This interest was reinforced at the school I attended for ten years. It was situated high up on a ridge of hills overlooking the broad Connecticut River valley, on the grounds of an old Tudor-style estate with lovely cobbled courtyards and terraced gardens. From almost all of the classrooms, you could look across the valley and see downtown Hartford’s cluster of skyscrapers five miles away. They looked like the towers of a walled medieval city in an old European engraving. Rising above the cluster was the elegantly tapering, neoclassical, twenty-four-story spire of the Travelers insurance company. The Italian word campanilismo means a kind of homesickness or yearning evoked by the image of the campanile, or tall bell tower, in the town where you spent your childhood. I still feel that way about the Travelers tower.
In the 1950s and 1960s, downtown Hartford, like many other American downtowns, still exerted a magnetic pull on people living in the suburbs. Many of my friends’ parents (mostly fathers) commuted into downtown for work. My own family would drive downtown to have dinner at Honiss’s Oyster House or to buy school clothes at G. Fox & Company, the vast department store (its suburban mall branches would only come later). The family barber, doctor, and dentist were all downtown, so were the symphony and the art museum.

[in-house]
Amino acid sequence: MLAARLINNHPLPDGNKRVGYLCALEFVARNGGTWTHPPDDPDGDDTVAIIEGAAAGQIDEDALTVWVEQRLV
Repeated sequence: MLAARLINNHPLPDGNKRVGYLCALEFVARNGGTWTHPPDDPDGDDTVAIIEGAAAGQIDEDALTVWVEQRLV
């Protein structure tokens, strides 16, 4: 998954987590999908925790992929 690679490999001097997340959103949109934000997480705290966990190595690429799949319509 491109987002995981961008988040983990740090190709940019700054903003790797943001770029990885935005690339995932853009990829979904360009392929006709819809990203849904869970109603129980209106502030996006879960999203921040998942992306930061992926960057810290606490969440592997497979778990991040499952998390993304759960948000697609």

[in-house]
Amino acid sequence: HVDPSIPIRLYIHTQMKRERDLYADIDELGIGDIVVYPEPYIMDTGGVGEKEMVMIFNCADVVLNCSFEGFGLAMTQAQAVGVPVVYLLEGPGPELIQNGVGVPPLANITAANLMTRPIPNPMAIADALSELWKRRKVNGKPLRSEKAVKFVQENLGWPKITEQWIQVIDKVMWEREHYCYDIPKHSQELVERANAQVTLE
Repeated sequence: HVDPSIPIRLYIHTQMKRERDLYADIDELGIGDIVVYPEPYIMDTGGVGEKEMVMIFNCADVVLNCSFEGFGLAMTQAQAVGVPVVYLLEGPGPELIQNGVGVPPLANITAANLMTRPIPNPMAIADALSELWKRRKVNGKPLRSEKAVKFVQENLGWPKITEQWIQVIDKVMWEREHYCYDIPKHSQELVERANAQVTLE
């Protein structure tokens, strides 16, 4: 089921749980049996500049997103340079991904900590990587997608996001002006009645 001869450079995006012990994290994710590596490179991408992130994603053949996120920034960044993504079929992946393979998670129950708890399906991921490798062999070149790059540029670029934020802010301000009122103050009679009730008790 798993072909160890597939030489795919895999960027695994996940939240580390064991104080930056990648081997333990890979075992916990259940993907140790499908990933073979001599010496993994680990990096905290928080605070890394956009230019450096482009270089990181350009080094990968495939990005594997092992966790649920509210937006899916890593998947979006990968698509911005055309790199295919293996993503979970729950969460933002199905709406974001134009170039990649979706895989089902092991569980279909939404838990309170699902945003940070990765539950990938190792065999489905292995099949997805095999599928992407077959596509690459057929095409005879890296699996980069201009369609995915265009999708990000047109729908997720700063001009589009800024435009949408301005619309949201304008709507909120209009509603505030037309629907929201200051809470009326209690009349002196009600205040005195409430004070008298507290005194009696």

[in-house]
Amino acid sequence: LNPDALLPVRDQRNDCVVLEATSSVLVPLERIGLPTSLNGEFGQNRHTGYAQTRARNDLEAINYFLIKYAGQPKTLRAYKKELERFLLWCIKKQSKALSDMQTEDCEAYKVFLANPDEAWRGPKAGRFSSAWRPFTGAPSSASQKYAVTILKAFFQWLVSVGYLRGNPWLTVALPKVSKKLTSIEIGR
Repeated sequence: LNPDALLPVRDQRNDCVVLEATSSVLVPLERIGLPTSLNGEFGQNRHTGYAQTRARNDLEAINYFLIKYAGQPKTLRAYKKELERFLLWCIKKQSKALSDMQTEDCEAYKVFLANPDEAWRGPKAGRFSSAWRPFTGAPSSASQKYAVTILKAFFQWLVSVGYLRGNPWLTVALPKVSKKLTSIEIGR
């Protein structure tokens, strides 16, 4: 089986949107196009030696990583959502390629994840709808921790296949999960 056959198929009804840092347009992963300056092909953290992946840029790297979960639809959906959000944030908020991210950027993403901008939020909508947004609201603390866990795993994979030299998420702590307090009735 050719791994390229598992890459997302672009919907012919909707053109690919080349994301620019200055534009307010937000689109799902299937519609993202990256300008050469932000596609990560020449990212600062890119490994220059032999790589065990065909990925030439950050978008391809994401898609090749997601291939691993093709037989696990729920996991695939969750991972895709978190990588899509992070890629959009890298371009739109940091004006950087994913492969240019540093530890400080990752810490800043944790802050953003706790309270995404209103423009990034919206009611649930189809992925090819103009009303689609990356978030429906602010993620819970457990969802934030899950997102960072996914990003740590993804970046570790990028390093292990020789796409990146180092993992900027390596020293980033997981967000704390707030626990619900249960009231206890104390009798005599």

This gentle tidal movement from sylvan suburb to downtown streets and then back again established the geographic rhythm of my childhood. Our suburban town had its own little commercial center with one-story shops, restaurants, and a village green, all familiar and pretty but not very interesting to a young boy. Downtown had tall, glass office towers, monumental stone buildings with classical columns, flashing commercial signs, colorful movie theaters, big shop windows, and sidewalks crowded with all kinds of people. Downtown was exciting.